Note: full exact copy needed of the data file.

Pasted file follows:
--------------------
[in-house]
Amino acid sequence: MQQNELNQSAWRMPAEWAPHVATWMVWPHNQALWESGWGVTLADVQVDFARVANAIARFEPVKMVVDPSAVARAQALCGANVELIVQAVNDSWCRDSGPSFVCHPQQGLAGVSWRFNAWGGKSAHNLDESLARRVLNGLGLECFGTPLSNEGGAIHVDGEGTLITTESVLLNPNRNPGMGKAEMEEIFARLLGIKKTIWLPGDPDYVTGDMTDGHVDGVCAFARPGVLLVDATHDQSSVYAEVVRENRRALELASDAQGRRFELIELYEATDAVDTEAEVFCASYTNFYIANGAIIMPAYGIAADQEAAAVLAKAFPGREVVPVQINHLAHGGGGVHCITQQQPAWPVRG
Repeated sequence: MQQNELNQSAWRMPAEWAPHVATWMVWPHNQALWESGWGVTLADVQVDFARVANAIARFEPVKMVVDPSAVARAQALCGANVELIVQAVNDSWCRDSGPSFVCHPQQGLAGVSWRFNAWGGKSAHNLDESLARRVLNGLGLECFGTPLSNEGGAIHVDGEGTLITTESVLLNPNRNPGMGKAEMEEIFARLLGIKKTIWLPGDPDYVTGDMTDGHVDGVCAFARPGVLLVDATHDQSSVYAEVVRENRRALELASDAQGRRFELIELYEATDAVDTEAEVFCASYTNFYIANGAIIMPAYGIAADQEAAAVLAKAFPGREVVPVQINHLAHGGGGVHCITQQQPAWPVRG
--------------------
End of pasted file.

[in-house]
Amino acid sequence: MQQNELNQSAWRMPAEWAPHVATWMVWPHNQALWESGWGVTLADVQVDFARVANAIARFEPVKMVVDPSAVARAQALCGANVELIVQAVNDSWCRDSGPSFVCHPQQGLAGVSWRFNAWGGKSAHNLDESLARRVLNGLGLECFGTPLSNEGGAIHVDGEGTLITTESVLLNPNRNPGMGKAEMEEIFARLLGIKKTIWLPGDPDYVTGDMTDGHVDGVCAFARPGVLLVDATHDQSSVYAEVVRENRRALELASDAQGRRFELIELYEATDAVDTEAEVFCASYTNFYIANGAIIMPAYGIAADQEAAAVLAKAFPGREVVPVQINHLAHGGGGVHCITQQQPAWPVRG
Repeated sequence: MQQNELNQSAWRMPAEWAPHVATWMVWPHNQALWESGWGVTLADVQVDFARVANAIARFEPVKMVVDPSAVARAQALCGANVELIVQAVNDSWCRDSGPSFVCHPQQGLAGVSWRFNAWGGKSAHNLDESLARRVLNGLGLECFGTPLSNEGGAIHVDGEGTLITTESVLLNPNRNPGMGKAEMEEIFARLLGIKKTIWLPGDPDYVTGDMTDGHVDGVCAFARPGVLLVDATHDQSSVYAEVVRENRRALELASDAQGRRFELIELYEATDAVDTEAEVFCASYTNFYIANGAIIMPAYGIAADQEAAAVLAKAFPGREVVPVQINHLAHGGGGVHCITQQQPAWPVRG